Why do odd details remain in memory? I remember fragments of dreams and moments from childhood, some with greater clarity than more recent memories. Why are they kept so vividly? I have deep sensory memories of the spindles of a dining room chair, the glitter of a formica counter, the warmth of sunlight on a wooden floor.
Or the smell of gym mats, the alternating enthusiasm and confusion felt during a children’s martial arts class, the green color that grape jelly makes when put on your scrambled eggs.
What about the spiral metal of a screen door (through which small children view the world like cloistered nuns)? The surprise of white filling in an orange popsicle. The double popsicles, always neatly broken in two to share. The glittery tassels on girlfriends’ bicycles. The rattling soda straws on younger brothers’ tricycles.
A dream in which I walked along the top of a low wall, following my mother to the store, only to look up and see that she was now far, far ahead, out of range of my voice.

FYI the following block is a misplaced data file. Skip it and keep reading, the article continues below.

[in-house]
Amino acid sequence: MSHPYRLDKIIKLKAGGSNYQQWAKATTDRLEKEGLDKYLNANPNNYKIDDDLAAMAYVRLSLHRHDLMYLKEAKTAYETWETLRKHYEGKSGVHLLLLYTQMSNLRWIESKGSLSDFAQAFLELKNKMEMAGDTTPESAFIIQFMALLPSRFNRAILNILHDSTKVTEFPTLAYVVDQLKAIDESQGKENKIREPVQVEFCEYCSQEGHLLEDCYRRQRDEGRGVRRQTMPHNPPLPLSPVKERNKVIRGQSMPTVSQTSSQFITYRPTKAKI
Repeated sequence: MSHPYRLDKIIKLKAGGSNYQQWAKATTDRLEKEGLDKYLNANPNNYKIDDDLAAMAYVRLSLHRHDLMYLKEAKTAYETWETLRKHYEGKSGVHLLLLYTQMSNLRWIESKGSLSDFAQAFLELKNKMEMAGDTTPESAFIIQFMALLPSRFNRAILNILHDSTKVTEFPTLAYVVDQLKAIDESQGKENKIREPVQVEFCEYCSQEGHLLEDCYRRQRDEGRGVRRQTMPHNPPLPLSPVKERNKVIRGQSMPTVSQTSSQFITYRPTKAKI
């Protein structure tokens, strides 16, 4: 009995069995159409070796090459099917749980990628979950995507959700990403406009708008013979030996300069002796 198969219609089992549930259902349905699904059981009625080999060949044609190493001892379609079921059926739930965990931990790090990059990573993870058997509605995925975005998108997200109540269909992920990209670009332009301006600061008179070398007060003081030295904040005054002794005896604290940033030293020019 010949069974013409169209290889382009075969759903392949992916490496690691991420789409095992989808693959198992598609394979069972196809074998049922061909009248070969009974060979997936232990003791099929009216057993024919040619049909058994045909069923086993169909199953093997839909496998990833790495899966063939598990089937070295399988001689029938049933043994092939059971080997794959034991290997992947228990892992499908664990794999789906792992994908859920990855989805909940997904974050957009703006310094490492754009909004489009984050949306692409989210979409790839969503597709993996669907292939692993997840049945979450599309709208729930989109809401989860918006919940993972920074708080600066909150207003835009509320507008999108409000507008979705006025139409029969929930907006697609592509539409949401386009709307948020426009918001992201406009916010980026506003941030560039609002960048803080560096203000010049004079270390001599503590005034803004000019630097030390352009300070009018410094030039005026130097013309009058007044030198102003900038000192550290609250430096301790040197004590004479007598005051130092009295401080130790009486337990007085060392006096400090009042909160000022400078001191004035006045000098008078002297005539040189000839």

The sound of typewriters in an office below our apartment; the circling splashes of light on the walls as cars passed by outside; a swan in a pond at the park.
These moments of strangeness or anxiety seem most common in times of new experiences, especially in early childhood when simple things like a visit to the neighbors or a trip to the store were full of novelty.
Just today I saw a quote from St. Augustine about the profundity and expanse of memory that struck me. I can’t find it again now, though, so it will have to remain half-remembered for the time being.
The more intense memories now seem to be those of God. I marvel sometimes to see little children who have a life of prayer. I didn’t, though I can see in hindsight a constant clumsy seeking, and the constant intercession of Our Lady and my Guardian Angel, unrecognized at the time. But these more recent memories of God’s mystery and love and intimacy are more vivid now than the faded strangenesses of long ago. Sometimes it seems even the long-ago memories are colored by that new wonder and tenderness, as if my whole life has been infused with His mercy.